A guide to the St. Joseph’s Day altars

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An offering of fava beans in front of an image of St. Joseph at an altar in St. Stephen’s Church on Napoleon.

Saturday, March 19, is the Feast Day of St. Joseph, and the lavish altars celebrating the day are truly a feast for the eyes.

The altars offered as thanks for relieving hunger are overflowing with food: fish, pasta, pastries, breads in symbolic shapes. (You won’t find any meat; St. Joseph’s Day always falls during Lent.)

The altars are also laden with symbolism, from the palm frond over the door as you enter to the swag bag handed out as you leave. The altar itself is traditionally constructed in the shape of a cross with three tiers to represent the Holy Trinity; a statue of St. Joseph is placed at the center of the top tier.

Uptown Messenger file photo

Altars, like this one at De La Salle High School, are often in the shape of the cross.

Most items on the altar represent the patron saint of Sicily, workers and family. Bread is shaped into St. Joseph’s staff. His profession is honored by baking bread in the shapes of carpenter’s tools such as ladders, saws and hammers. Bread crumbs scattered on the altar and on the pasta dishes symbolize a carpenter’s sawdust.

Hard-boiled eggs embedded in the bread represent springtime rebirth. Altars will have vases of white lilies, a symbol of purity for Joseph’s celibate marriage to Mary.

A bowl of lemons, which are linked to fidelity in the Catholic faith, is often placed on the altar. Tradition has it that if a single woman steals a lemon from the altar, she will be married by the next St. Joseph’s Day, assuming she is using the right dating app.

The altars also honor Jesus, the boy Joseph raised. A whole baked fish represents the Miracle of the Multiplication of Loaves. Bottles of wine recall the wedding feast at Cana. And pignolatti, a Sicilian pastry, represent the pinecones Jesus played with as a child.

Uptown Messenger file photo

Bread is shaped into St. Joseph’s staff.

Of course, the fava bean plays a prominent role in the altars. The bean was the only crop that survived a severe drought in Sicily during the Middle Ages, a drought that St. Joseph is credited with ending through divine intervention and dried beans.

Fava beans are now thought to bring good luck and abundance. Baskets of colorful gilded beans and beans painted like little Italian flags are placed on the altars. Green fava beans are sometimes served with garlic sauce at the St. Joseph’s Day meal.

Blessed fava beans are given out to worshipers as they leave the altar. Carry it with you, legend has it, and you’ll never run out of money. Visitors may also receive a prayer card, a St. Joseph pendant, Italian cookies and dried bread that has been blessed by a priest.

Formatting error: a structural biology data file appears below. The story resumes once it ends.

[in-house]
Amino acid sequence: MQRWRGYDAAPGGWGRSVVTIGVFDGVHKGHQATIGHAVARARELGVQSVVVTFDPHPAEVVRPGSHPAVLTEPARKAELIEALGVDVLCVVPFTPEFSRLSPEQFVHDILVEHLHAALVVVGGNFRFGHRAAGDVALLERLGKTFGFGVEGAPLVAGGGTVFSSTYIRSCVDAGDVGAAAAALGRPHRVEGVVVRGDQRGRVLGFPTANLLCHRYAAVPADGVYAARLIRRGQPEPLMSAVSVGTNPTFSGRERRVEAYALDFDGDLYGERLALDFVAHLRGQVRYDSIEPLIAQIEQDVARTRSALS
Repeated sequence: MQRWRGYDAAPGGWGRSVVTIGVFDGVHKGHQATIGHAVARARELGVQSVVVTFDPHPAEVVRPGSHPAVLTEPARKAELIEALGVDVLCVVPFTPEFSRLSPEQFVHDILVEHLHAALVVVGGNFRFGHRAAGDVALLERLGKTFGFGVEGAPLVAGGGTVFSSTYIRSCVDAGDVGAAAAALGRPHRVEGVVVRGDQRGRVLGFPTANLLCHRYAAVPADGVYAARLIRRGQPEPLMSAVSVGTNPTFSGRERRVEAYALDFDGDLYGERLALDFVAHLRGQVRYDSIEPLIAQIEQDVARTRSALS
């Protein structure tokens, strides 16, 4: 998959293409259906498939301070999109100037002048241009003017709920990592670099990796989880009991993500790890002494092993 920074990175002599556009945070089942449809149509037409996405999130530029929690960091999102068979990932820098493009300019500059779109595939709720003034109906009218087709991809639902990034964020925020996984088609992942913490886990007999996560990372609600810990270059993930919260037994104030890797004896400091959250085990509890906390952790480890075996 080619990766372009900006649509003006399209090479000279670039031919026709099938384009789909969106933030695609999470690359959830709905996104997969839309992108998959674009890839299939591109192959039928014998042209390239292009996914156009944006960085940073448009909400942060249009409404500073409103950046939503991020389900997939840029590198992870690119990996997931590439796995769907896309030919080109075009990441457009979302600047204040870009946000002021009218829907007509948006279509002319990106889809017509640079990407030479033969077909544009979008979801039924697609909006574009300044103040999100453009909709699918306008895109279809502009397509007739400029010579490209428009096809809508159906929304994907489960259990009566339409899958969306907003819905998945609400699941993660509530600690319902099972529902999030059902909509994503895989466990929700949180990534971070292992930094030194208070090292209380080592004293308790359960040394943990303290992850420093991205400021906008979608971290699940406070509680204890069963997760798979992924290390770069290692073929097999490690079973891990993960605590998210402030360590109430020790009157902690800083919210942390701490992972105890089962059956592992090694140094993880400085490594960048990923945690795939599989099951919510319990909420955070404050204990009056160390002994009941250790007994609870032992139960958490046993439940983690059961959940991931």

Eat the cookies, but save the dried bread to toss into your yard when a storm is in the Gulf, calling on St. Joseph to protect your home. Though you should still board up your windows.

To join in the symbolism, wear red to visit the altar. Just as green is worn on St. Patrick’s Day, Catholics in Italy and Poland wear red on St. Joseph’s Day.

After St. Joseph’s Day has passed and the altar is broken down, its food is delivered to needy families in the parish. Cash donations collected at the altars are distributed to charities.

Below you can find some altars in the Uptown area, from a list compiled by the Archdiocese of New Orleans. Altars can also be found in private homes  as well as businesses. If you know of an altar not on this list, please leave the information in a comment to this story.

See here to find other altars in and around New Orleans. Buona festa di San Giuseppe!

Uptown Messenger file photo

The altar at St. Joseph Catholic Church

ST. ALPHONSUS at St. Mary’s Assumption Church
923 St. Josephine St.
March 18: 4-5 p.m.
March 19: 10:30 a.m.-noon
Devotions to St. Joseph, Mass and reception (dependent upon pandemic protocols).

2220 Washington Ave.
New Orleans Catholic Cemeteries sponsors an altar inside St. Joseph Memorial Chapel, on the cemetery’s South Liberty Street side.
March 19: Blessing at 10 a.m.; open for public viewing 11 a.m.-2 p.m.
Visitors are invited to bring photos of deceased loved ones to place on the altar.

2729 Lowerline St.
March 19: Blessing after the 8 a.m. Mass; viewing until 4 p.m.
March 20: Reopens after the 7 a.m. Mass until after the 5 p.m. Mass.

Rock ‘n’ Bowl, 3016 South Carrollton Ave.
March 19: 1-5:30 p.m.
Donations by cash, check or credit card will be forwarded to the Ozanam Inn homeless shelter.

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